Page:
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A faulty `fix'

October 06, 2006

OF THE PACKAGE OF MEASURES, from 1A to 1E, that the Legislature placed on the November ballot, Proposition 1A is the odd man out. All the others are multibillion-dollar bond issues intended to shore up the state's crumbling infrastructure; 1A is a tweak to the Legislature's budgeting authority and a "fix" to a similar initiative from four years ago. It would tie Sacramento's hands and ensure that future fiscal emergencies cut more deeply into vital state services. Californians should vote no on Proposition 1A.

The measure is the latest of many misguided efforts to dedicate state revenue toward a specific use -- in this case, transportation. This is almost never a good idea. Such earmarks restrict the government's flexibility and leave the Legislature unable to react when the money is needed for something else.

At issue is the gasoline sales tax. There are several different taxes on gasoline -- the federal government takes 18.4 cents a gallon; the state charges another 18 cents in excise tax and then adds 6% in sales tax to the total purchase price. The 18-cent excise tax is a straightforward user fee, rightly charging drivers for the cost of building and maintaining roads and public transit. The sales tax is a different matter.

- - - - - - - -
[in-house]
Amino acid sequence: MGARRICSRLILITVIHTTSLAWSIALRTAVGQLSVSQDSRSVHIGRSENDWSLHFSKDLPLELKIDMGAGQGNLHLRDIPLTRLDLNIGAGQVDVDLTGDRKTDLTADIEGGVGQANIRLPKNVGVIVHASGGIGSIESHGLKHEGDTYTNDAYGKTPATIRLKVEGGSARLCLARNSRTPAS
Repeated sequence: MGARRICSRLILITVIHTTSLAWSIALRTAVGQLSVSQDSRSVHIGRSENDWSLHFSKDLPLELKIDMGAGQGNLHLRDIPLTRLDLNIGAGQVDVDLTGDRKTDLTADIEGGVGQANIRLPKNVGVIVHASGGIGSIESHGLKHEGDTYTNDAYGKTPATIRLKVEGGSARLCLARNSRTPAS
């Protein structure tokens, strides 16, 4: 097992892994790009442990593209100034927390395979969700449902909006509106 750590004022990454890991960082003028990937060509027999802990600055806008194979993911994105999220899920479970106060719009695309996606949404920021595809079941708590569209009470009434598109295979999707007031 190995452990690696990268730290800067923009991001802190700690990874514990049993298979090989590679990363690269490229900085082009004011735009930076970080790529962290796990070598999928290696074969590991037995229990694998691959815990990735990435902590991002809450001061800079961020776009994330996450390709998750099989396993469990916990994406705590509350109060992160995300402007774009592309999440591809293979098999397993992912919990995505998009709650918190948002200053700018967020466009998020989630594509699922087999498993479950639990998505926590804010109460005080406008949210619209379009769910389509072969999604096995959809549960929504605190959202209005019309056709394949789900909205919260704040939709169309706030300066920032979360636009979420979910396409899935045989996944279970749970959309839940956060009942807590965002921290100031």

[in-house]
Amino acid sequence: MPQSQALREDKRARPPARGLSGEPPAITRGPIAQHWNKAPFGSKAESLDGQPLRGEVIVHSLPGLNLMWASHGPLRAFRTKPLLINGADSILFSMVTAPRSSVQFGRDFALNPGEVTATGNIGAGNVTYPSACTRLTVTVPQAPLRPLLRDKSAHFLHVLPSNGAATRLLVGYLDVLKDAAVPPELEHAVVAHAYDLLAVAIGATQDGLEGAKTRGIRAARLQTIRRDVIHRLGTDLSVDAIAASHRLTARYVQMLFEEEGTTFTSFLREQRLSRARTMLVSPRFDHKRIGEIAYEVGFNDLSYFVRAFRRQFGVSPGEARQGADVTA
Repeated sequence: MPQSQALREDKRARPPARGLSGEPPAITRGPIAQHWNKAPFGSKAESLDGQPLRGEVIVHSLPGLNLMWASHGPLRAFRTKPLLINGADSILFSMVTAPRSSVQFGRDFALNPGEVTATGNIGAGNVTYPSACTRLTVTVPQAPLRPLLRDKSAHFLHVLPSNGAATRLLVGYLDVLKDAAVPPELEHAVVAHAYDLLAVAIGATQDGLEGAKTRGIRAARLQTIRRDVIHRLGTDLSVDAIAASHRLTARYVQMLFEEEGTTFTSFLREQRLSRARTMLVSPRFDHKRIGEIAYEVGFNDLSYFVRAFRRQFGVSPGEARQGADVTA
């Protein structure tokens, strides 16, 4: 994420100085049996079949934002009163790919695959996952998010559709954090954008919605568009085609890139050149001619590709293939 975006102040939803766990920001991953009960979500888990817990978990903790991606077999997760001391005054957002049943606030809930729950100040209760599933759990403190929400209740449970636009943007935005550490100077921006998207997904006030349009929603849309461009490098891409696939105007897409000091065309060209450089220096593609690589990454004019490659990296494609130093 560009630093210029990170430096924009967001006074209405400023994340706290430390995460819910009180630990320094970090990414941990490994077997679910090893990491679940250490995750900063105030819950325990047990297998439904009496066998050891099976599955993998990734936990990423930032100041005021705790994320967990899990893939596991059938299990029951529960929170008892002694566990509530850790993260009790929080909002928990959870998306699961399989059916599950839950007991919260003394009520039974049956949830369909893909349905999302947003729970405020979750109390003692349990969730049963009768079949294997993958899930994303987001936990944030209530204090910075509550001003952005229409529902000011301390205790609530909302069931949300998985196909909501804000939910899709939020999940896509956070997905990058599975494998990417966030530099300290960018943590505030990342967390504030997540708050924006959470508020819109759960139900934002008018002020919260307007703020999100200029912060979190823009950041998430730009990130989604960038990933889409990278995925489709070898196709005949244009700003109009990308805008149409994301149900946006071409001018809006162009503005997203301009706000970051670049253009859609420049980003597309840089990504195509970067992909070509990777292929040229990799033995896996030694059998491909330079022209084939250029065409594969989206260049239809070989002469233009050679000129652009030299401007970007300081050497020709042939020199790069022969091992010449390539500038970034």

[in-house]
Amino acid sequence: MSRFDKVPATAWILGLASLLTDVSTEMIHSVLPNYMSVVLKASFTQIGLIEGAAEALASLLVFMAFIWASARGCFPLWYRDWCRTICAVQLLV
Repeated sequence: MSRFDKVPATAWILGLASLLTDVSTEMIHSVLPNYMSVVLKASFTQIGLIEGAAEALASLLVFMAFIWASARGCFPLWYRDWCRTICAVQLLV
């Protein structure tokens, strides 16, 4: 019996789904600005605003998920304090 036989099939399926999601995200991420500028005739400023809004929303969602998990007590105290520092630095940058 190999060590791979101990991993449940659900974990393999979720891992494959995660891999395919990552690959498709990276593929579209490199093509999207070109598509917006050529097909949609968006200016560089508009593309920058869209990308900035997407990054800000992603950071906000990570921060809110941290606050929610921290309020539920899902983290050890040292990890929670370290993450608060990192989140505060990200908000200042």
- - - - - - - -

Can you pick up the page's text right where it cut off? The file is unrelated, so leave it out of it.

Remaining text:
Until 2002, it was treated much like the sales tax on any other product -- most of the revenue raised went into the general fund. Then voters passed Proposition 42, which dedicated the funds to transportation while allowing legislators the safety valve of dipping into the till with a two-thirds vote and approval from the governor. This turned out to be a low hurdle; the Legislature, citing revenue shortfalls, raided the gas sales tax twice in the last three years.

Proposition 1A makes that more difficult. It specifies that any gas sales tax money shifted out of the transportation fund has to be repaid, with interest, within three years, and that such raids be allowed only twice in a decade. It also specifies that the money already taken has to be paid back by 2016.

The underlying problem is that California's spending on transportation infrastructure isn't keeping up with demand. The 18-cent gas excise tax hasn't been raised in more than a decade, hasn't kept up with inflation and hasn't been supplemented adequately by general budget funds. The legislative analyst's office estimates that between the 1998-99 fiscal year and today, inflation-adjusted gas tax revenues declined 8% while the number of vehicle miles traveled in the state rose 16%. This will only worsen over time as vehicles get more fuel efficient.

Proposition 1A does nothing to solve this. Instead of taking sensible steps, such as gradually raising the gas excise tax, indexing it to inflation or mustering the legislative will to direct more money to transportation, Proposition 1A simply puts a straitjacket on the Legislature. Voters should reject it.

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